My parents passed away when I was about 11 years old. My grandmother who lived to be 93 years old, she kind of took over the parental role when our parents passed away at an early age. So, it was important for me to continue my education while my grandmother was alive.  


I realized after so many years that education was the key to getting somewhere with your life. In order to succeed in life, education was important. I wouldn't be here if I didn't finish high school and post-secondary education. It was the only way to make a living, but also do well for yourself and provide for your family.


How do you keep developing your skills?


I educate myself by attending training opportunities as they come up. I familiarize myself with what's happening in the world, but also how I can be more of an effective supervisor with my frontline staff. It's always a challenge, but I think that's the most important thing you can do as a supervisor is to support your frontline staff.


Any health or physical requirements in your career?


Yes, there are. Self-care is important in the social work field. You really need to take care of yourself in order to be a positive role model for your staff, but also to be able to do well in different aspects of your life.


What kind of things do you do to take care of yourself?


I've been trying different things out such as watching a good movie and going for walks. I enjoy cooking. I learned to cook very well. One of the things I enjoy recently is trying to find diabetic recipes for myself. I'm trying to stay away from bad food. Spending time with our little fur babies is also therapeutic for me.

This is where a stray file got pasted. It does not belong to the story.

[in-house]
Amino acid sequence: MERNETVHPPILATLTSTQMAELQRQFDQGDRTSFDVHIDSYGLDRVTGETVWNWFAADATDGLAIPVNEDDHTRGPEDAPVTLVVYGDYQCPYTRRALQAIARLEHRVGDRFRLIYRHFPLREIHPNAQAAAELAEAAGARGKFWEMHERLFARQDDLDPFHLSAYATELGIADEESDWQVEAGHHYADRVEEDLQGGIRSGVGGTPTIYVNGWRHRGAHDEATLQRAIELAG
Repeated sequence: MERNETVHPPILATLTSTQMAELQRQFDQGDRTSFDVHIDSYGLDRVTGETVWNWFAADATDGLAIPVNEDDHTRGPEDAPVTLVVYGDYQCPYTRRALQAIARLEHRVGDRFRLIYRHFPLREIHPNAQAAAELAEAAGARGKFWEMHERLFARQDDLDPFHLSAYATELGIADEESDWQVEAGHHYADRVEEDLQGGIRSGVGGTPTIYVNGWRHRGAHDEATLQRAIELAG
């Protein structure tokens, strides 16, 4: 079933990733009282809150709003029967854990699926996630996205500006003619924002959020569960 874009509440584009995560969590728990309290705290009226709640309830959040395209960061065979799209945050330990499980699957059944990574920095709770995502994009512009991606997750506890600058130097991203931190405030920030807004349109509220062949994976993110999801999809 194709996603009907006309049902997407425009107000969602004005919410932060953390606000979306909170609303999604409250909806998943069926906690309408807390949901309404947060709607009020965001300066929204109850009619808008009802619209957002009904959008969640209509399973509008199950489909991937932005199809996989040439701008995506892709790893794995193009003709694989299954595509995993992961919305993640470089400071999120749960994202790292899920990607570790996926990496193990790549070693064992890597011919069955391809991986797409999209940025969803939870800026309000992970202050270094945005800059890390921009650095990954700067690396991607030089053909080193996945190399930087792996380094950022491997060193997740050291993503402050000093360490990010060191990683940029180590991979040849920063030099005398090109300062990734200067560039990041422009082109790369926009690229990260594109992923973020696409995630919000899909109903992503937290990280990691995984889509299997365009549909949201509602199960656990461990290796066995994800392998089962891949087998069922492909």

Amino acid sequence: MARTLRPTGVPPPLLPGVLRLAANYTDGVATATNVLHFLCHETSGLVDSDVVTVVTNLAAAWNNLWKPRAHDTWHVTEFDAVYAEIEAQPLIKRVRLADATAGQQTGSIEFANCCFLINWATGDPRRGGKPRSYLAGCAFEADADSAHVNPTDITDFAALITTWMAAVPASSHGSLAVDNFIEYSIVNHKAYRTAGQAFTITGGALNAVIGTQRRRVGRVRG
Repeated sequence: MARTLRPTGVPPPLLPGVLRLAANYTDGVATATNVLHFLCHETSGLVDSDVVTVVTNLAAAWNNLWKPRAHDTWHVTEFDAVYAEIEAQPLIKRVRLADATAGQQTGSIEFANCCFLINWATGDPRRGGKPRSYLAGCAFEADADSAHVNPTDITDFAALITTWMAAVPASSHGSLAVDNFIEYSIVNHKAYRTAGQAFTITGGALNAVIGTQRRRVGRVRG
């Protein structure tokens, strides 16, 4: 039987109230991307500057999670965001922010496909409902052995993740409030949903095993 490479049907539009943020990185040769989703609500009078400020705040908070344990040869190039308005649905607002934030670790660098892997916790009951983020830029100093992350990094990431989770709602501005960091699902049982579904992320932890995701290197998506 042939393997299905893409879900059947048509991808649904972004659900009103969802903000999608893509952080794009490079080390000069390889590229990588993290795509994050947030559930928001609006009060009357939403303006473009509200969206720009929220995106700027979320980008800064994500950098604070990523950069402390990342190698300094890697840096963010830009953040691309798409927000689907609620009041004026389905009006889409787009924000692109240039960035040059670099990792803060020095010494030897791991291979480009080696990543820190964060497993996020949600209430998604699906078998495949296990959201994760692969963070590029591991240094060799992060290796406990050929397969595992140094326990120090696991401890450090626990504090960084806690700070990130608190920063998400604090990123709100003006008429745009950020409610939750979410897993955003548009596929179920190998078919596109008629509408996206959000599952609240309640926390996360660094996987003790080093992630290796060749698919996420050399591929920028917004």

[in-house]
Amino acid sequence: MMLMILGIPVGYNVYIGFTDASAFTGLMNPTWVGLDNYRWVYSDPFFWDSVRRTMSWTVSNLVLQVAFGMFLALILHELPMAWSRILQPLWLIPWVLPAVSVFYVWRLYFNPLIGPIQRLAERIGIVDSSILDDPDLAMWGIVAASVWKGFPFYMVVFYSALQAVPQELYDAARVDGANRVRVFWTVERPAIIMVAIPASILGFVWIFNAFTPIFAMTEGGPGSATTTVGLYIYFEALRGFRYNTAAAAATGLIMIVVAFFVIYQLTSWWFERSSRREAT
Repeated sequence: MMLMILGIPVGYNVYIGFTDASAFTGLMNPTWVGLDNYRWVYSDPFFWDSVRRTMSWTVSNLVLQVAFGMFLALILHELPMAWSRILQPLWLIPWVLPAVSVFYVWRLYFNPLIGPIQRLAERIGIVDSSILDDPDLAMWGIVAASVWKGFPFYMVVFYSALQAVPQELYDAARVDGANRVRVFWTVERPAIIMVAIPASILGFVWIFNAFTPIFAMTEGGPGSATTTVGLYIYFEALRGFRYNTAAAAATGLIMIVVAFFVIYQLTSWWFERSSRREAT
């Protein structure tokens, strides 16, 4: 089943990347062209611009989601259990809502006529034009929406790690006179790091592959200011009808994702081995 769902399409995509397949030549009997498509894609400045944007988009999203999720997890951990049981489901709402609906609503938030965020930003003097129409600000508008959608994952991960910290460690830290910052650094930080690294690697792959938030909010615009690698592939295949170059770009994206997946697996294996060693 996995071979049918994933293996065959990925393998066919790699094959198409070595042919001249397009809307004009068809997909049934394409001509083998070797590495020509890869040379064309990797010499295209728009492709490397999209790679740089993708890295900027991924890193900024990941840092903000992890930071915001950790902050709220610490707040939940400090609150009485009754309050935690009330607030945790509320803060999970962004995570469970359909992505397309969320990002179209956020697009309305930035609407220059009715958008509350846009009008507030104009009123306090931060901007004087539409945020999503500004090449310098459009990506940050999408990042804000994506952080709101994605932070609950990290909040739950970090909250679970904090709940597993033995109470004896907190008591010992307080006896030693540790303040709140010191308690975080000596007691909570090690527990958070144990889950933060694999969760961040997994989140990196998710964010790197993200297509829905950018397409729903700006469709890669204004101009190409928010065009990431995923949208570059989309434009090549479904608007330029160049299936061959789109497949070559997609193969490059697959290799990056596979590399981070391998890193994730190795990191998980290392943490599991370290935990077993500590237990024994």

What financial opportunities did you use to help you with your education and what was the process?


When I was in post-secondary school I was a sponsored student. Coming from Manitoba, we had Interlake Tribal Council that sponsored the Interlake reserves. So, I was a sponsored student when I went to university. I think right now most of the First Nations communities in Manitoba have taken their own education program. So, they're responsible for their high school students now.


What do you still hope to achieve?


I thought of the Master's program many times. I haven't pursued it. I'm really content with what I've achieved so far. I don't know what the future holds. Time will tell, but right now I'm okay.


What would you like to share with the youth reading this?


There's a lot of sacrifices that we have to make when we leave our communities to further our education.


I left home when I was 17 years old. I met a lot of people during my journey of going to school and some of them were very positive experiences. People that will guide and support us, also influence us in different ways. That gave me some hope.


Sometimes we run into a lot of racism when we leave our communities. I certainly have, but at the same time, I've learned a lot about myself as a First Nations person. Never forget who you are as a First Nations person.  Not only will it make us grow, but also it will make us stronger in what we set ourselves out to do. We need to focus on our identity. Language and our traditions are very important. Spend time with elders. Elders gave me a lot of strength and courage.